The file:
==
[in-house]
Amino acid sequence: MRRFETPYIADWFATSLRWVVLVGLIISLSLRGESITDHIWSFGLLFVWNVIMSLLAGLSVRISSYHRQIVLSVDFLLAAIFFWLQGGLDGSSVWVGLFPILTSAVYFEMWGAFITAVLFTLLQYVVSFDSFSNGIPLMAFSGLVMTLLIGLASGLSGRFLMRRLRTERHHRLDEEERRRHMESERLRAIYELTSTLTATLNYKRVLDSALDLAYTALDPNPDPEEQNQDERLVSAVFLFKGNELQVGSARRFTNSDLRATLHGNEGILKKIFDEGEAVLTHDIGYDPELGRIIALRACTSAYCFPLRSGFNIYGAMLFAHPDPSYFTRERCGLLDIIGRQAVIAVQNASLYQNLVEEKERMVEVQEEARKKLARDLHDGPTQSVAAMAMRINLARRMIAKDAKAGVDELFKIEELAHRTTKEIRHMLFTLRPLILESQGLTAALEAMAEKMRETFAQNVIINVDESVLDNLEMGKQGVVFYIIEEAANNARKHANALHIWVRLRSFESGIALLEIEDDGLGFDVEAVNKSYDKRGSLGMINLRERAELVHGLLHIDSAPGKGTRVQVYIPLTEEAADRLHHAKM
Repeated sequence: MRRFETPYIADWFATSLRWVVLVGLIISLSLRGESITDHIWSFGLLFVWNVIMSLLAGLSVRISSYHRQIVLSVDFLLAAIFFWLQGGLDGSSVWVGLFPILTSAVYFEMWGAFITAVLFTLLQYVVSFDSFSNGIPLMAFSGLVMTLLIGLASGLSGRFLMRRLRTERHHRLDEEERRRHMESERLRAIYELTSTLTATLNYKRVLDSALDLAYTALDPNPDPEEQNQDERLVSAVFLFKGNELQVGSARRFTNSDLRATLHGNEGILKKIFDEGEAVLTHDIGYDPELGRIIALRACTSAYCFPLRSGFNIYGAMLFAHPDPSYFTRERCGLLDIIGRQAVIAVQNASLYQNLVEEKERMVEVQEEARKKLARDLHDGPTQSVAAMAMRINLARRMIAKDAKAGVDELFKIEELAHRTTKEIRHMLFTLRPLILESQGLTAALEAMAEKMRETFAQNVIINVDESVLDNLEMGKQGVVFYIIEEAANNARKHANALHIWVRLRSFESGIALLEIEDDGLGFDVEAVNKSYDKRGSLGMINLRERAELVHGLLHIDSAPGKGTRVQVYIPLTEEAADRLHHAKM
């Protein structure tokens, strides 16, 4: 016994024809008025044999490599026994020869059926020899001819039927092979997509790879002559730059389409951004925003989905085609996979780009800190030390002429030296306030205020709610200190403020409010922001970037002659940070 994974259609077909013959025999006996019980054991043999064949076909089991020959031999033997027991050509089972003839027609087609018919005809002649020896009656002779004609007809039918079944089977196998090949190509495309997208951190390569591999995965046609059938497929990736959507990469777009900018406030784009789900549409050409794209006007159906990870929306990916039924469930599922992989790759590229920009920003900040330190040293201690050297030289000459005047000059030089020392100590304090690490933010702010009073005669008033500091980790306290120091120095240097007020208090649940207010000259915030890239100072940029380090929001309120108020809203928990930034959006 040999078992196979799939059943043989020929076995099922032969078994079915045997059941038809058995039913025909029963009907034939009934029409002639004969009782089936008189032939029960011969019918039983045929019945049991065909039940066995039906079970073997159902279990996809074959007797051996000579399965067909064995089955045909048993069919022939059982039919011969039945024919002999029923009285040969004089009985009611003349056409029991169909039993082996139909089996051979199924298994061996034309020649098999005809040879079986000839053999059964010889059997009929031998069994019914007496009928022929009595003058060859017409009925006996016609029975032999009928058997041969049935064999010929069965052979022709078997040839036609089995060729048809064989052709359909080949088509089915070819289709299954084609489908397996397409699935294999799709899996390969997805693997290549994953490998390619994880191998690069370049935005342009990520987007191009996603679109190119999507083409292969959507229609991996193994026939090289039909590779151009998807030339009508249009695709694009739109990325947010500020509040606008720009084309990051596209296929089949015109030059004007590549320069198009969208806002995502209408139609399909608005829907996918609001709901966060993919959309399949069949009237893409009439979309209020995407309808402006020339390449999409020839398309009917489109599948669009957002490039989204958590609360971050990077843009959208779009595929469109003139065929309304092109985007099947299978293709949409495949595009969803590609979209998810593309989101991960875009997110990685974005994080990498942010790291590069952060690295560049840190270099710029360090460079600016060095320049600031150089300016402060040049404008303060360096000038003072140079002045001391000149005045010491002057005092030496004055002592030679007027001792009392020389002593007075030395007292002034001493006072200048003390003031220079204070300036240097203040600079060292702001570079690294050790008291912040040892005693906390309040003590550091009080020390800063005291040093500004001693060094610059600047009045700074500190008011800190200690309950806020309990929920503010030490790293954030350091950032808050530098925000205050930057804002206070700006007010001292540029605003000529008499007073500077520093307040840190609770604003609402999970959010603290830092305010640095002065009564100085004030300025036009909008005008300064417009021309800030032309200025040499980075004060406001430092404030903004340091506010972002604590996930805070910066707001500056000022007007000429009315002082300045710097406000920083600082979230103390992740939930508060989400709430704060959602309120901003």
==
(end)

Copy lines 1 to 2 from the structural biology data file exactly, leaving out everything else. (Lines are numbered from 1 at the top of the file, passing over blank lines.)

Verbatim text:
[in-house]
Amino acid sequence: MRRFETPYIADWFATSLRWVVLVGLIISLSLRGESITDHIWSFGLLFVWNVIMSLLAGLSVRISSYHRQIVLSVDFLLAAIFFWLQGGLDGSSVWVGLFPILTSAVYFEMWGAFITAVLFTLLQYVVSFDSFSNGIPLMAFSGLVMTLLIGLASGLSGRFLMRRLRTERHHRLDEEERRRHMESERLRAIYELTSTLTATLNYKRVLDSALDLAYTALDPNPDPEEQNQDERLVSAVFLFKGNELQVGSARRFTNSDLRATLHGNEGILKKIFDEGEAVLTHDIGYDPELGRIIALRACTSAYCFPLRSGFNIYGAMLFAHPDPSYFTRERCGLLDIIGRQAVIAVQNASLYQNLVEEKERMVEVQEEARKKLARDLHDGPTQSVAAMAMRINLARRMIAKDAKAGVDELFKIEELAHRTTKEIRHMLFTLRPLILESQGLTAALEAMAEKMRETFAQNVIINVDESVLDNLEMGKQGVVFYIIEEAANNARKHANALHIWVRLRSFESGIALLEIEDDGLGFDVEAVNKSYDKRGSLGMINLRERAELVHGLLHIDSAPGKGTRVQVYIPLTEEAADRLHHAKM